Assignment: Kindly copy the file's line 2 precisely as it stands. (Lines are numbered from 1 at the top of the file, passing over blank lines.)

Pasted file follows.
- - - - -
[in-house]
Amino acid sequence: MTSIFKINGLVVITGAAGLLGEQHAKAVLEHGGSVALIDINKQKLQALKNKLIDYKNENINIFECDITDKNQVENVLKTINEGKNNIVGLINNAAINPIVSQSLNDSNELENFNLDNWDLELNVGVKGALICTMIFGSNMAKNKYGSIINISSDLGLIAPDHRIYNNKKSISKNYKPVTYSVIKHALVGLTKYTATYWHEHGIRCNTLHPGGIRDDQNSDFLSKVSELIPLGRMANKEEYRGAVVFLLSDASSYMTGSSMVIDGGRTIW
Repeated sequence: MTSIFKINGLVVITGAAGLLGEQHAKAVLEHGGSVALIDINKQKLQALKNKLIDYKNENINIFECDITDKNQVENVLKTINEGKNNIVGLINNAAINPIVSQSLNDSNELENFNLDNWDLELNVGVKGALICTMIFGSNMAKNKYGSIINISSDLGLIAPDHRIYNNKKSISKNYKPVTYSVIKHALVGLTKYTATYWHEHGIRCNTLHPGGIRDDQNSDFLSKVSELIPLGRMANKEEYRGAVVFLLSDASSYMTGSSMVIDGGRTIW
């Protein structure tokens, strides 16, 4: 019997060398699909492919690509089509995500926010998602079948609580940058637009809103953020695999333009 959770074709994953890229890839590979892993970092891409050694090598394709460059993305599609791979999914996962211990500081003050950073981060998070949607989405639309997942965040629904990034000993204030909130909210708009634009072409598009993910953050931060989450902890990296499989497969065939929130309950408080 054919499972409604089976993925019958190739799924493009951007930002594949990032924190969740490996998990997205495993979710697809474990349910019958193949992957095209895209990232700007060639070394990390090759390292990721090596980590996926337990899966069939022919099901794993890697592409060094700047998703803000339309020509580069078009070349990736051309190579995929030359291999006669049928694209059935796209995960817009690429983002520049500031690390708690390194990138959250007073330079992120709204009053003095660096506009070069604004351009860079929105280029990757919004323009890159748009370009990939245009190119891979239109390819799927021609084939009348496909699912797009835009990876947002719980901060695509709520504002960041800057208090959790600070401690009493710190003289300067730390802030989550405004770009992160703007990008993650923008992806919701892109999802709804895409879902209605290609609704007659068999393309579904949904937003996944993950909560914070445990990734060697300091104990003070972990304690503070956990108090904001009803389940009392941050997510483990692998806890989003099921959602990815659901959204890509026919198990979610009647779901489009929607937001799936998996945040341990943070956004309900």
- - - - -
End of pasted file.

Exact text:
Amino acid sequence: MTSIFKINGLVVITGAAGLLGEQHAKAVLEHGGSVALIDINKQKLQALKNKLIDYKNENINIFECDITDKNQVENVLKTINEGKNNIVGLINNAAINPIVSQSLNDSNELENFNLDNWDLELNVGVKGALICTMIFGSNMAKNKYGSIINISSDLGLIAPDHRIYNNKKSISKNYKPVTYSVIKHALVGLTKYTATYWHEHGIRCNTLHPGGIRDDQNSDFLSKVSELIPLGRMANKEEYRGAVVFLLSDASSYMTGSSMVIDGGRTIW